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Sen. Mark Warner Responds To Firing Of FBI Director James Comey

ROBERT SIEGEL, HOST:

President Trump said today that the firing of James Comey marks a new beginning for the FBI. Today's dramatic turn comes just days after Comey was on Capitol Hill testifying about the FBI's investigation into Russia's role in the U.S. election and whether there were any connections between Russia and Trump's campaign.

We'll have the latest from the White House in just a moment - but first, reaction from Democratic Virginia Senator Mark Warner. He is vice chairman - that is to say the most senior Democrat - of the Senate Select Committee on Intelligence. Senator Warner, welcome to the program. And...

MARK WARNER: Well, thank you, Robert.

SIEGEL: How did you learn about Comey's firing?

WARNER: Well, I heard right before 6 o'clock, right before the news broke. And I'd actually thought, you know, that I could no longer be surprised by this president and this administration. But I was once again proven wrong. It shocked me. I was with Director Comey yesterday. He was going to testify before our committee on Thursday in both open and closed sessions.

We see a disturbing pattern here from this president. And it seems like whenever there's anyone that's affiliated with investigating his ties to Russia, good things don't happen. We've seen the acting attorney general Ms. Yates gets fired. We've seen the FBI director get fired. We've seen the NSA national security adviser General Flynn get fired for failing to disclose ties with Russia. We've seen...

SIEGEL: Yeah.

WARNER: ...The actual attorney general have to recuse himself because of his ties with Russia. It is - it means our investigation is more important than ever.

SIEGEL: Do you not buy the administration's explanation for why Director Comey has been dismissed, that it had to do with the way he handled the Hillary Clinton emails investigation?

WARNER: I find that frankly laughable. The idea - and I'm very disappointed. I've lost any confidence I might have had with the deputy attorney general, who the first official action was putting his name on that letter basically making up what I - what appeared to be bogus reasons firing the FBI director. His first action was actually firing the guy who's supposed to be doing the investigation that he was supposed to be in charge of, hence Attorney General Sessions had to recuse himself. But the idea that somehow they were firing him now for actions that in a sense said he was unfair to Hillary Clinton. This president firing an FBI director because of actions taken nine months ago...

SIEGEL: Yeah.

WARNER: It doesn't pass the (unintelligible) test.

SIEGEL: You've suggested that the administration's commitment to the rule of law has been lacking. Do you think that this firing reflects that shortcoming?

WARNER: Robert, those are terms I'm hesitant to use. But I have to say at this point in time, I do question its commitment to rule of law. This is so much bigger than just this president. This is a time where I hope that individuals in the Justice Department, at the FBI and, for that matter, Congress can redouble our efforts to get to the bottom of what, if anything, happened in terms of ties between Trump officials and the Russians.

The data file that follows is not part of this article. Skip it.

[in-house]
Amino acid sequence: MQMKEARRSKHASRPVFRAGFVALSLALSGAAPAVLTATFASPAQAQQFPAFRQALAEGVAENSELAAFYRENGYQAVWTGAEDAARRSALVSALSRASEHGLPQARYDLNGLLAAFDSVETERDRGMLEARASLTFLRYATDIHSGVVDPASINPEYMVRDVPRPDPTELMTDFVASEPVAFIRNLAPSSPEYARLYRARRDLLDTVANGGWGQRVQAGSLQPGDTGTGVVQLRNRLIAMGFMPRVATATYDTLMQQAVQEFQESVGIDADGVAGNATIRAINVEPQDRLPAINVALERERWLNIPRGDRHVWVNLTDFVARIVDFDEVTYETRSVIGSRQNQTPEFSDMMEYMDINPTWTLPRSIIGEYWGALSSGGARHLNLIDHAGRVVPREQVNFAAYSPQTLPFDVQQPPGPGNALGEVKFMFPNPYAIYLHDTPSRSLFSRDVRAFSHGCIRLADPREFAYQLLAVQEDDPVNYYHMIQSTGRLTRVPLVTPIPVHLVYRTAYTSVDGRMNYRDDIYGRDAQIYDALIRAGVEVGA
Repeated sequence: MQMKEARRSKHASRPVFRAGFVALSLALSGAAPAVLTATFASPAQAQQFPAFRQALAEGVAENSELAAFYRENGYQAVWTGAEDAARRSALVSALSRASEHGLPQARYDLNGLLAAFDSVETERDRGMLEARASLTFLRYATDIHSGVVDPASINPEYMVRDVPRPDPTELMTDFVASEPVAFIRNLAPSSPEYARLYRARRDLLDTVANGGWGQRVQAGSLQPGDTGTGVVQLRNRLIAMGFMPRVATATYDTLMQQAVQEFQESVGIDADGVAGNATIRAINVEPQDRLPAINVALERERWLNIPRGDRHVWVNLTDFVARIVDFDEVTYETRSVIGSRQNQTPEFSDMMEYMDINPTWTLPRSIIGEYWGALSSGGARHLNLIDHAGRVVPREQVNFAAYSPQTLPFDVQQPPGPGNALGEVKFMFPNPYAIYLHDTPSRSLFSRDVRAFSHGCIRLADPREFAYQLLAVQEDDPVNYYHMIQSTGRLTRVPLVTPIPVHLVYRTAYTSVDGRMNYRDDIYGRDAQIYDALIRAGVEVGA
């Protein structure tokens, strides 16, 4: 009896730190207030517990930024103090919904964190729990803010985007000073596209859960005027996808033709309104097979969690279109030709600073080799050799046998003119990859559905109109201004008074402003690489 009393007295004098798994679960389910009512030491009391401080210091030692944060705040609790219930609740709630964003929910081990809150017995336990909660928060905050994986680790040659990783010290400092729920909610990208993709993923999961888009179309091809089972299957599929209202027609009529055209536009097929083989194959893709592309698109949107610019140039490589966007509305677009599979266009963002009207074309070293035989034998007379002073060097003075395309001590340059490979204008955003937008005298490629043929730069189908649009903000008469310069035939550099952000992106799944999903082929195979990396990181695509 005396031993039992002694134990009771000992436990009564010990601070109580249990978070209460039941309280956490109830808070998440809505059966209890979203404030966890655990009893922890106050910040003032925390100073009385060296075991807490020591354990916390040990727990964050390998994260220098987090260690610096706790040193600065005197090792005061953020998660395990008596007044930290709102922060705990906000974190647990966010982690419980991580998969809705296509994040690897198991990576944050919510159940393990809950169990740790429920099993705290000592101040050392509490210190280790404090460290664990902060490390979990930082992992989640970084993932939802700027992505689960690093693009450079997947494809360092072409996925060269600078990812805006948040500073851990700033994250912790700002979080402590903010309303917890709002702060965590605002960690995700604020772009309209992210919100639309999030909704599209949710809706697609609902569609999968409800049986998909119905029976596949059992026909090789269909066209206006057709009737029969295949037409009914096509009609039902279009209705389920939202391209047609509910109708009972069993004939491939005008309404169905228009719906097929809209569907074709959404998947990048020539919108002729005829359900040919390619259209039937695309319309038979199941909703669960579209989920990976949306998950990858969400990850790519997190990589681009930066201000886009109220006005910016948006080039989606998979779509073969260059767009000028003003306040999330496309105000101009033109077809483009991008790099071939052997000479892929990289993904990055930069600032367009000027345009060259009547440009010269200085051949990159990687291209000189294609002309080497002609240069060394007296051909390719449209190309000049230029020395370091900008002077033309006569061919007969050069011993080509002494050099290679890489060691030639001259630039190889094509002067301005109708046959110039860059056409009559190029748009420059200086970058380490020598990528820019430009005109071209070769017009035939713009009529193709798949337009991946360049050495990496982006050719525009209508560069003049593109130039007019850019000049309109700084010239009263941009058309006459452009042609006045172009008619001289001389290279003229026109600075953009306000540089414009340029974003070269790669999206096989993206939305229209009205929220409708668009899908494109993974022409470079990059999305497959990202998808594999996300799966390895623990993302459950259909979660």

It's - you know, if you had to protect nine months ago what Vladimir Putin would have wanted, he would have wanted a campaign in America where people question its legitimacy, and he would have wanted the kind of chaos that has been created by this administration.

SIEGEL: Are you hopeful that Senate Republicans will join you in calling for a special counsel to be appointed to pick up the investigation into Russian actions last year?

WARNER: Well, I think a special counsel, special prosecutor should be appointed. My hope - my Republican colleagues will join me. That will not mean - conclude our Senate investigation from going on as well.

SIEGEL: But have you heard anything encouraging from your Republican colleagues on that score?

WARNER: Well, this is all fairly - you know, this has all happened in the last two hours, so I'll give them the benefit of the doubt. I can tell you this - that our committee - and while we've taken some incoming from both Democrats and Republicans, I'm very proud of the fact that both Democrats and Republicans on the Senate intelligence committee at least...

SIEGEL: Yeah.

WARNER: ...Have been pretty diligent about following the facts wherever they lead.

SIEGEL: And just a quick yes or no - do you have confidence in the Justice Department and Attorney General Jeff Sessions?

WARNER: At this moment in time in, until I see further proof of why I should have that confidence, I don't have the confidence I need.

SIEGEL: Senator Warner, thanks for talking with us today. That's...

WARNER: Thank you, Robert.

SIEGEL: ...Mark Warner, Democratic senator from Virginia. And we have reached out to a number of Senator Warner's Republican colleagues, and we've either been turned down, or we haven't heard back. Transcript provided by NPR, Copyright NPR.